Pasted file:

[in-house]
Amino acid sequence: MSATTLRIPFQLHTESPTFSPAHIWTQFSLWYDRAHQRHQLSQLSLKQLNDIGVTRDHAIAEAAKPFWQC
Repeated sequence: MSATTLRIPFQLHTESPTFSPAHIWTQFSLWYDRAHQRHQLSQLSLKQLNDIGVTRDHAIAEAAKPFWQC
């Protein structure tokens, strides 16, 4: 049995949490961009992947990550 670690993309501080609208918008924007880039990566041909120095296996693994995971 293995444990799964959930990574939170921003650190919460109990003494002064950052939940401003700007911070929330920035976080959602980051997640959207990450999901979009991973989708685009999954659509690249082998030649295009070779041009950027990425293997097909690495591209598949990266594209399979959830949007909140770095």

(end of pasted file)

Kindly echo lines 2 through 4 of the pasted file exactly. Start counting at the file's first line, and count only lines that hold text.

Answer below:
Amino acid sequence: MSATTLRIPFQLHTESPTFSPAHIWTQFSLWYDRAHQRHQLSQLSLKQLNDIGVTRDHAIAEAAKPFWQC
Repeated sequence: MSATTLRIPFQLHTESPTFSPAHIWTQFSLWYDRAHQRHQLSQLSLKQLNDIGVTRDHAIAEAAKPFWQC
């Protein structure tokens, strides 16, 4: 049995949490961009992947990550 670690993309501080609208918008924007880039990566041909120095296996693994995971 293995444990799964959930990574939170921003650190919460109990003494002064950052939940401003700007911070929330920035976080959602980051997640959207990450999901979009991973989708685009999954659509690249082998030649295009070779041009950027990425293997097909690495591209598949990266594209399979959830949007909140770095």